Rust Constants

In Rust, constants are values that are immutably paired with a name. Constants cannot be changed after they have been assigned a value.

Rust uses the const keyword to declare a constant:

const MY_CONSTANT: u32 = 42;

Let’s break this down:

const is used to declare the constant.
MY_CONSTANT is the name of the constant, which uses SCREAMING_SNAKE_CASE.
u32 is the data type of the constant, in this case a 32 bit unsigned integer.
42 is the value being assigned to MY_CONSTANT

In summary, we are declaring a new constant called ‘MY_CONSTANT‘. It is of type u32, which is an unsigned 32-bit integer. Finally, we set MY_CONSTANT equal to the value ’42’.

Constants vs. Variables in Rust

There are two kinds of name-binding declarations in Rust: constant declarations and variable declarations.

Variables can be either mutable or immutable, but constants are always immutable.

We’ve seen that constants are declared using the const keyword. Variables, on the other hand, are declared using the keyword let.

Here are some of the main differences between constants and variables in Rust:

  1. Constants cannot be made mutable, and cannot use the mut keyword.
  2. Constants are declared using const, while variables are declared using let.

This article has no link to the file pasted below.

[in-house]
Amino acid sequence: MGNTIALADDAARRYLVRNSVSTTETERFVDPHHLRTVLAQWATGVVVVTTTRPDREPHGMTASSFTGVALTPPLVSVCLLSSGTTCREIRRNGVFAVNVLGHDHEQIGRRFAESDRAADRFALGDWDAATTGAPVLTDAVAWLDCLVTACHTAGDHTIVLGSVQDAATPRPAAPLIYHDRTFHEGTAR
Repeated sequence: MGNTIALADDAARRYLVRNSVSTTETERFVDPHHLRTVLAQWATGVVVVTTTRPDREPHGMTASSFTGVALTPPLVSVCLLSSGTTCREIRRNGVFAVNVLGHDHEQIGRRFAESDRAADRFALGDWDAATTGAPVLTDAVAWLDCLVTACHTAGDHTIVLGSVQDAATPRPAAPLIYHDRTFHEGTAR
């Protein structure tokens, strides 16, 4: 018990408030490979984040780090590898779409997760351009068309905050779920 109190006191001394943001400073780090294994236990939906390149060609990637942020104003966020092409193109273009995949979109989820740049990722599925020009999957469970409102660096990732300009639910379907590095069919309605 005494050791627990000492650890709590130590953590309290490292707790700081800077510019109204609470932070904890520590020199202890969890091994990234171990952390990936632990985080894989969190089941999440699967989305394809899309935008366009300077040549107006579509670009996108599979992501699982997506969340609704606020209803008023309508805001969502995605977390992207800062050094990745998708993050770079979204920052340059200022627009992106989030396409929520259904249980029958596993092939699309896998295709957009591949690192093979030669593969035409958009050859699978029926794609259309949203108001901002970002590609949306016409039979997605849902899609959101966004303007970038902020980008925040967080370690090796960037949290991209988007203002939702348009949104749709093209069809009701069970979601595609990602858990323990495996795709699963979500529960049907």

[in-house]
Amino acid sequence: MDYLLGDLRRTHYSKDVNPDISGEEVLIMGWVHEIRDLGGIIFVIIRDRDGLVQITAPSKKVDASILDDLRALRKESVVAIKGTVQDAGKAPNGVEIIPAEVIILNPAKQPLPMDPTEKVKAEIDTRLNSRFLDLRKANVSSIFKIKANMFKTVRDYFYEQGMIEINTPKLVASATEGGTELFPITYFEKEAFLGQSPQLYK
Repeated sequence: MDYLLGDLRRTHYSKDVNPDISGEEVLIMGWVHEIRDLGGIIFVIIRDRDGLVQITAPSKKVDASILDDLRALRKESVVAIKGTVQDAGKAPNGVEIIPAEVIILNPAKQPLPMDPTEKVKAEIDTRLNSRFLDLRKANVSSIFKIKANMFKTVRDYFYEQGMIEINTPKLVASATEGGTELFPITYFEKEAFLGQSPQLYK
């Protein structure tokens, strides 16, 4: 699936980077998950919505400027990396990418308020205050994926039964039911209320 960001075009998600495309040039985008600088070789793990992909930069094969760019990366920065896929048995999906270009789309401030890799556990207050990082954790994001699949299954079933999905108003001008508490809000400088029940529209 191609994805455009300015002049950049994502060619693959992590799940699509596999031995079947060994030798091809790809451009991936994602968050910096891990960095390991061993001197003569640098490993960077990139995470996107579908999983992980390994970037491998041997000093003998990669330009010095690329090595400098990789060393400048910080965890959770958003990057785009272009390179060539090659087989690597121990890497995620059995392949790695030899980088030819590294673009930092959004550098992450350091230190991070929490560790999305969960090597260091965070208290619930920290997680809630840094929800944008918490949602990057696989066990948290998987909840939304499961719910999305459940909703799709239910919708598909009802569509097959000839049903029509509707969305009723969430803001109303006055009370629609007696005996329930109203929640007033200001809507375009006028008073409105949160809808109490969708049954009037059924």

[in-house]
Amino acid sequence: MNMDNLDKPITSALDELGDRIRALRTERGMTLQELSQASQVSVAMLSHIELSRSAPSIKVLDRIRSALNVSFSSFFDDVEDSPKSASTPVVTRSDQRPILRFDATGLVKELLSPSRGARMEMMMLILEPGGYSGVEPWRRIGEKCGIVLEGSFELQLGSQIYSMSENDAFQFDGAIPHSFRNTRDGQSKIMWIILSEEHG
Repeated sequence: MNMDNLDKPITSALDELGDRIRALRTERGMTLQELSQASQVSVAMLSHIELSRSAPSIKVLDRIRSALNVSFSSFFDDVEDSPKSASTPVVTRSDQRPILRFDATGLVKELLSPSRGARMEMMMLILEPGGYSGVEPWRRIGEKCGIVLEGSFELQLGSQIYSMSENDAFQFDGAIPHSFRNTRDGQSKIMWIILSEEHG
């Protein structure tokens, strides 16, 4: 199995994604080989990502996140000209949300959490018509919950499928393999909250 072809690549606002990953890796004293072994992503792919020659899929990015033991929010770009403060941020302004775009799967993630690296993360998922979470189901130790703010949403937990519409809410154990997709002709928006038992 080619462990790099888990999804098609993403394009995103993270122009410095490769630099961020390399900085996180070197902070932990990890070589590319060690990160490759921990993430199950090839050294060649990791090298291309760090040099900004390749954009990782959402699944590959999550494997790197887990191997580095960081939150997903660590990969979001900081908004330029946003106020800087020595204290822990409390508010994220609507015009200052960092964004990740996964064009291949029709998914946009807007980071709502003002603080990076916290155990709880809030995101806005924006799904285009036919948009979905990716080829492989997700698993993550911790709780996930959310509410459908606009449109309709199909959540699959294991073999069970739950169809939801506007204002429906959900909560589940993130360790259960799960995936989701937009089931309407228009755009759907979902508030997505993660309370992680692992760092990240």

3. Constants require the data type to be specified, while variable do not.
  4. Constants can be declared in any scope (including global); variables cannot.
  5. Constants should use SCREAMING_SNAKE_CASE; variables should use snake_case.
Declaration KeywordSyntaxType
Variablesletsnake_caseNot required

Constants vs. Immutable Variables

As we mentioned, in Rust, constants are not simply immutable variables.

Instead, the two are differentiated at a deep level to give developers more options and encourage safer coding practices.

Variables are actually immutable by default and must be made mutable by including the mut keyword when they are defined:

let mut my_variable = 42;

Naming Convention for Constants in Rust

Rust uses SCREAMING_SNAKE_CASE for constants. This means that all letters are capitalized and words are separated with an underscore

In contrast, variables use snake_case.

Compiler Errors with Rust

If an entity is declared to be a constant but its value is changed after being assigned, the compiler will throw an error.

Rust wants us to think carefully about what we are using our constants and variables for. If the value needs to be changed, then we should be using a mutable variable rather than a constant. However this also limits the scope, which encourages us to be safer.